1.  21
    A Critique of Service Learning Projects in Management Education: Pedagogical Foundations, Barriers, and Guidelines. [REVIEW]Thomas A. Kolenko, Gayle Porter, Walt Wheatley & Marvelle Colby - 1996 - Journal of Business Ethics 15 (1):133 - 142.
    This critique of nine service learning projects within schools of business is designed to encourage other educational institutions to add service learning requirements into business ethics and leadership courses. It champions the role of the faculty member teaching these courses while at the same time offering constructive analysis on pedagogy, a review of curriculum issues, identification of barriers to service learning, and guidelines for teaching service learning ventures. Challenges to all faculty involved in business ethics courses are made to better (...)
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  2.  53
    Work Ethic and Ethical Work: Distortions in the American Dream. [REVIEW]Gayle Porter - 2010 - Journal of Business Ethics 96 (4):535 - 550.
    Economic progress in the United States has been attributed to the successful combination of two social structures — capitalism as an economic system and democracy as a political system. At the heart of this interaction is a particular work ethic in which hard work is considered the path to both immediate and future rewards. This article examines the evolution of work ethic in the United States, as well as the returns experienced through various adaptations in the country's history. From this (...)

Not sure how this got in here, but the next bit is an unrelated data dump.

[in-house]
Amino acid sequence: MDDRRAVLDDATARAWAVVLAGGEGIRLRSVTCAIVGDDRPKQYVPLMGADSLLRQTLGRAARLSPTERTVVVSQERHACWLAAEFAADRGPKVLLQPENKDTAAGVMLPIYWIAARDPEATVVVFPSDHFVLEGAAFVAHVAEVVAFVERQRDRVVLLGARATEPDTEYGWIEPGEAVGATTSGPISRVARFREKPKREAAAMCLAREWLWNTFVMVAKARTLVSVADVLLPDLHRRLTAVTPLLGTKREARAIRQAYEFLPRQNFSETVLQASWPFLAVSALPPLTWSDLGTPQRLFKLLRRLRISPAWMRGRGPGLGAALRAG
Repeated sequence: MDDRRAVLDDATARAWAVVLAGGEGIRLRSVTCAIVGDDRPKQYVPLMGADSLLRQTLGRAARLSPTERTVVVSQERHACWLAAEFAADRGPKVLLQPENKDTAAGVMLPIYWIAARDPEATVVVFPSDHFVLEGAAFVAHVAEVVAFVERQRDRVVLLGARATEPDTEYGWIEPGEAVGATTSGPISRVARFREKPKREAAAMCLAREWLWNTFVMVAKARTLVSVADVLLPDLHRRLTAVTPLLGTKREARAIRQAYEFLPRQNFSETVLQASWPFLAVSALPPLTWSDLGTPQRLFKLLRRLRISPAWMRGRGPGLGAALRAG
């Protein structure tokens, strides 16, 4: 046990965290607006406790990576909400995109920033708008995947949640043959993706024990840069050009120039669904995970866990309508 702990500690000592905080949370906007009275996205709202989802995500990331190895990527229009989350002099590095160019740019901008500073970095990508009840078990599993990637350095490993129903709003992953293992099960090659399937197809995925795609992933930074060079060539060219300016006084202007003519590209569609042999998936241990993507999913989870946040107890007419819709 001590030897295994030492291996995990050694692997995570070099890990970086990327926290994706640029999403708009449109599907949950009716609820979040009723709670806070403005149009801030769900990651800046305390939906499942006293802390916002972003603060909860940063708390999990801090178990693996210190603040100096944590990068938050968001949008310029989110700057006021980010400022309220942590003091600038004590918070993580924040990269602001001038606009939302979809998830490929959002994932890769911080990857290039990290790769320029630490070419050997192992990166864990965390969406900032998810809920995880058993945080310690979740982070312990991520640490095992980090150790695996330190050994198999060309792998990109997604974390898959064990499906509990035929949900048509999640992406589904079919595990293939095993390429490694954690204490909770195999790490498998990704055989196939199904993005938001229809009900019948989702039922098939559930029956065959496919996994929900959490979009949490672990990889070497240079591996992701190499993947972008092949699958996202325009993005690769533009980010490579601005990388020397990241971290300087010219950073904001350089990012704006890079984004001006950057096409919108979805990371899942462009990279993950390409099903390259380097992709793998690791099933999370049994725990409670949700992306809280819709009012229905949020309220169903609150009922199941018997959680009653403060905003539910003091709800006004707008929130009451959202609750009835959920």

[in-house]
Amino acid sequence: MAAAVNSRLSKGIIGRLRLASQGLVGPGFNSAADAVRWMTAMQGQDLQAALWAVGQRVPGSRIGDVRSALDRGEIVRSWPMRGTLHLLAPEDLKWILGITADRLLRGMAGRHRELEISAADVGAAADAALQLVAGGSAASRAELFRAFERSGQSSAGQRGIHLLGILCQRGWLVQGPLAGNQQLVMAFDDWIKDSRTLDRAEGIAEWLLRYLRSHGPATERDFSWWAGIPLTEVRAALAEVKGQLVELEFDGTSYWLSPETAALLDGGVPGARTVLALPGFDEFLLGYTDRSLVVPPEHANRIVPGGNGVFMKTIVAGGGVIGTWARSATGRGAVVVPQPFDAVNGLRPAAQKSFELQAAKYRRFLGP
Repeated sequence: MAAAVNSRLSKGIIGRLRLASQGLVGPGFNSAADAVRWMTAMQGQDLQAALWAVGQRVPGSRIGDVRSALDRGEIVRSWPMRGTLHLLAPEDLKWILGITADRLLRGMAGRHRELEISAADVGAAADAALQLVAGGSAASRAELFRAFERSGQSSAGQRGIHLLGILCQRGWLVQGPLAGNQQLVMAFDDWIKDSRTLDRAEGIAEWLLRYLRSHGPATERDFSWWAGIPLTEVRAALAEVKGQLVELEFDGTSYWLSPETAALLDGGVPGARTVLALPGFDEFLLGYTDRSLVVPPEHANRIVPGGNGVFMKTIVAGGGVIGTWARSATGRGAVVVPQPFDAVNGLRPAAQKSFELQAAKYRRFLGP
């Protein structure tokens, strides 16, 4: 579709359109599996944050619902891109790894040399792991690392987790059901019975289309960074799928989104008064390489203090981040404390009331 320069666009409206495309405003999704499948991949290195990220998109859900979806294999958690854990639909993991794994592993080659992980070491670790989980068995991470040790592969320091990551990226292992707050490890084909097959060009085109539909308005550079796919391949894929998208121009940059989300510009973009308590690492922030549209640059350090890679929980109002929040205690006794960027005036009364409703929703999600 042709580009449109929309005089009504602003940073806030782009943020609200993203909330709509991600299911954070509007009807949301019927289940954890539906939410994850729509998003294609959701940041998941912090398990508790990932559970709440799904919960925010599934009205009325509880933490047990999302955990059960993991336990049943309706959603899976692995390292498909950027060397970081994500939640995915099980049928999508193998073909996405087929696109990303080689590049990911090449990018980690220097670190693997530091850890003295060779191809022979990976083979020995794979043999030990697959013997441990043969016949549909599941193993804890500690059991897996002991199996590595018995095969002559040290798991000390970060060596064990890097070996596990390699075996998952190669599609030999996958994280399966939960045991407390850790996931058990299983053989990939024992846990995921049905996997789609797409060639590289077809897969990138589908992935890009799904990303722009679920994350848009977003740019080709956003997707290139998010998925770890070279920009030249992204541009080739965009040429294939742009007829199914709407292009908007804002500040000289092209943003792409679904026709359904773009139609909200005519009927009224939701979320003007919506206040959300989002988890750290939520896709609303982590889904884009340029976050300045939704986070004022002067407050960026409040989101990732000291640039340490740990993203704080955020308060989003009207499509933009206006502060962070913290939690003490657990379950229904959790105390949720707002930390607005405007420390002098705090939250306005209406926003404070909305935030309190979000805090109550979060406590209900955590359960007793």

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  3.  14
    Will the Collapse of the American Dream Lead to a Decline in Ethical Business Behavior.Gayle Porter - 1998 - Journal of Business Ethics 17 (15):1669-1678.
    This study compares employee attitudes to their reports of whether they consider their socio-economic status to be higher, the same, or lower than that of their parents. The premise of the research was based on the apparent deterioration of the expectation that each generation will live in greater economic comfort than their parents, referred to as a vital component of the American dream. Where this pattern of socio-economic progress has been interrupted, it may relate to certain attitudes. These attitudes, in (...)
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